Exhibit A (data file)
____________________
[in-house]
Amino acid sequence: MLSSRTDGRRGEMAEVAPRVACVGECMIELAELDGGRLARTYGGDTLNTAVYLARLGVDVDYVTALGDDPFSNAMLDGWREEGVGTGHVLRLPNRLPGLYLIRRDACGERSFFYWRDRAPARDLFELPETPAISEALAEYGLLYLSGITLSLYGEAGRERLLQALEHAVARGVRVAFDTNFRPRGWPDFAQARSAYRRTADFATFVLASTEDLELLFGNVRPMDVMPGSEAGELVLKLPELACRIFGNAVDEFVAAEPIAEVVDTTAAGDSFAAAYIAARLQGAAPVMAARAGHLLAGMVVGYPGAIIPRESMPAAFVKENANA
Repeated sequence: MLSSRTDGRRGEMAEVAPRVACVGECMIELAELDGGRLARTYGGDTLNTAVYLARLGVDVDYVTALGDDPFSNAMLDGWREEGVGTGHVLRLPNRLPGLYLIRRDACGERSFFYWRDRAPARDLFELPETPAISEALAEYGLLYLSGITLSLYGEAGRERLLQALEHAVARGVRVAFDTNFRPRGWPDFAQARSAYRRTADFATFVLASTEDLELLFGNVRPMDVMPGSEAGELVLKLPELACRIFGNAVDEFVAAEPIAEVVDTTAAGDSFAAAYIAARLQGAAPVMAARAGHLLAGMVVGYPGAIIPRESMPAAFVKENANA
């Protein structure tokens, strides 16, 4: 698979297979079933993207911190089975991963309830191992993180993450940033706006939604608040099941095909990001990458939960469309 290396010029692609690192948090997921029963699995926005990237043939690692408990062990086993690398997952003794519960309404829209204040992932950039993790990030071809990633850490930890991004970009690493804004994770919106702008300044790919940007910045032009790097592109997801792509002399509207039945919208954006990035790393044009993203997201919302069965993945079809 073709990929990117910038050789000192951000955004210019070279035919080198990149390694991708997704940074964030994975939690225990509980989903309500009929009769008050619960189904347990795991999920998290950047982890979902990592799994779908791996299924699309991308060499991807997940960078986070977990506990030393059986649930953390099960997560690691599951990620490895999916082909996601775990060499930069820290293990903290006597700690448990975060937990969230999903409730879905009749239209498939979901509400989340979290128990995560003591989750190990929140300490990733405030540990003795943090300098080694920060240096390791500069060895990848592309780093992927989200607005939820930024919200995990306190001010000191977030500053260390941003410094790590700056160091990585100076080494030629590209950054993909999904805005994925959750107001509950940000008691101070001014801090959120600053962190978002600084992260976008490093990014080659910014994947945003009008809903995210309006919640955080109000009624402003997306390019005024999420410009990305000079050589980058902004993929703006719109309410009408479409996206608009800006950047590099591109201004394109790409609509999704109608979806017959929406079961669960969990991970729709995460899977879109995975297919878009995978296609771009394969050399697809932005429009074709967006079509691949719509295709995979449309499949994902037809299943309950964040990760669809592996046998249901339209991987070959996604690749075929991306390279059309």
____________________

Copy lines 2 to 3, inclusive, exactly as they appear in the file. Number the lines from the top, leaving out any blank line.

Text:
Amino acid sequence: MLSSRTDGRRGEMAEVAPRVACVGECMIELAELDGGRLARTYGGDTLNTAVYLARLGVDVDYVTALGDDPFSNAMLDGWREEGVGTGHVLRLPNRLPGLYLIRRDACGERSFFYWRDRAPARDLFELPETPAISEALAEYGLLYLSGITLSLYGEAGRERLLQALEHAVARGVRVAFDTNFRPRGWPDFAQARSAYRRTADFATFVLASTEDLELLFGNVRPMDVMPGSEAGELVLKLPELACRIFGNAVDEFVAAEPIAEVVDTTAAGDSFAAAYIAARLQGAAPVMAARAGHLLAGMVVGYPGAIIPRESMPAAFVKENANA
Repeated sequence: MLSSRTDGRRGEMAEVAPRVACVGECMIELAELDGGRLARTYGGDTLNTAVYLARLGVDVDYVTALGDDPFSNAMLDGWREEGVGTGHVLRLPNRLPGLYLIRRDACGERSFFYWRDRAPARDLFELPETPAISEALAEYGLLYLSGITLSLYGEAGRERLLQALEHAVARGVRVAFDTNFRPRGWPDFAQARSAYRRTADFATFVLASTEDLELLFGNVRPMDVMPGSEAGELVLKLPELACRIFGNAVDEFVAAEPIAEVVDTTAAGDSFAAAYIAARLQGAAPVMAARAGHLLAGMVVGYPGAIIPRESMPAAFVKENANA